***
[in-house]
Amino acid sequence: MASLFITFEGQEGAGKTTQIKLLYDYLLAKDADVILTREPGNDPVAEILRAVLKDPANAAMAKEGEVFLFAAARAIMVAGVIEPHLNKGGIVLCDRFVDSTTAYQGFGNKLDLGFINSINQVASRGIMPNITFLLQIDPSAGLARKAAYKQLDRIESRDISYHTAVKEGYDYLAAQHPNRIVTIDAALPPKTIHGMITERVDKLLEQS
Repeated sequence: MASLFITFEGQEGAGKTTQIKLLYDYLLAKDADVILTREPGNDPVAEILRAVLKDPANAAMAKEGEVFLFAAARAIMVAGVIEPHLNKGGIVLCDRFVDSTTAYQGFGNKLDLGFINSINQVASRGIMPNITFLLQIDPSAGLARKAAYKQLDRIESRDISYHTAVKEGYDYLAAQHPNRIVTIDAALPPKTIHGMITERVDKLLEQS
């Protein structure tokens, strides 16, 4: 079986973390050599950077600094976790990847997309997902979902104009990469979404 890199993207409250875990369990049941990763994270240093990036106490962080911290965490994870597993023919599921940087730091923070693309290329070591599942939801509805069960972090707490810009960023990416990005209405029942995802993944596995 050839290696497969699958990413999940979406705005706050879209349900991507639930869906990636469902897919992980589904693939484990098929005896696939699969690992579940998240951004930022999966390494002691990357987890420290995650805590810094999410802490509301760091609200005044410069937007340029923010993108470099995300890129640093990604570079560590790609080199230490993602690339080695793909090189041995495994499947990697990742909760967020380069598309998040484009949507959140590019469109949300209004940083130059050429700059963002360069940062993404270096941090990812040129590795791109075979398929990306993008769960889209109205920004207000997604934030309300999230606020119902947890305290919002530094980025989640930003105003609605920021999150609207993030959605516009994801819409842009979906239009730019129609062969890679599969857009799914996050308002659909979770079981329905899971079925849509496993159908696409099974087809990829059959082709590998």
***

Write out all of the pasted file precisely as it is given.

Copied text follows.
[in-house]
Amino acid sequence: MASLFITFEGQEGAGKTTQIKLLYDYLLAKDADVILTREPGNDPVAEILRAVLKDPANAAMAKEGEVFLFAAARAIMVAGVIEPHLNKGGIVLCDRFVDSTTAYQGFGNKLDLGFINSINQVASRGIMPNITFLLQIDPSAGLARKAAYKQLDRIESRDISYHTAVKEGYDYLAAQHPNRIVTIDAALPPKTIHGMITERVDKLLEQS
Repeated sequence: MASLFITFEGQEGAGKTTQIKLLYDYLLAKDADVILTREPGNDPVAEILRAVLKDPANAAMAKEGEVFLFAAARAIMVAGVIEPHLNKGGIVLCDRFVDSTTAYQGFGNKLDLGFINSINQVASRGIMPNITFLLQIDPSAGLARKAAYKQLDRIESRDISYHTAVKEGYDYLAAQHPNRIVTIDAALPPKTIHGMITERVDKLLEQS
């Protein structure tokens, strides 16, 4: 079986973390050599950077600094976790990847997309997902979902104009990469979404 890199993207409250875990369990049941990763994270240093990036106490962080911290965490994870597993023919599921940087730091923070693309290329070591599942939801509805069960972090707490810009960023990416990005209405029942995802993944596995 050839290696497969699958990413999940979406705005706050879209349900991507639930869906990636469902897919992980589904693939484990098929005896696939699969690992579940998240951004930022999966390494002691990357987890420290995650805590810094999410802490509301760091609200005044410069937007340029923010993108470099995300890129640093990604570079560590790609080199230490993602690339080695793909090189041995495994499947990697990742909760967020380069598309998040484009949507959140590019469109949300209004940083130059050429700059963002360069940062993404270096941090990812040129590795791109075979398929990306993008769960889209109205920004207000997604934030309300999230606020119902947890305290919002530094980025989640930003105003609605920021999150609207993030959605516009994801819409842009979906239009730019129609062969890679599969857009799914996050308002659909979770079981329905899971079925849509496993159908696409099974087809990829059959082709590998």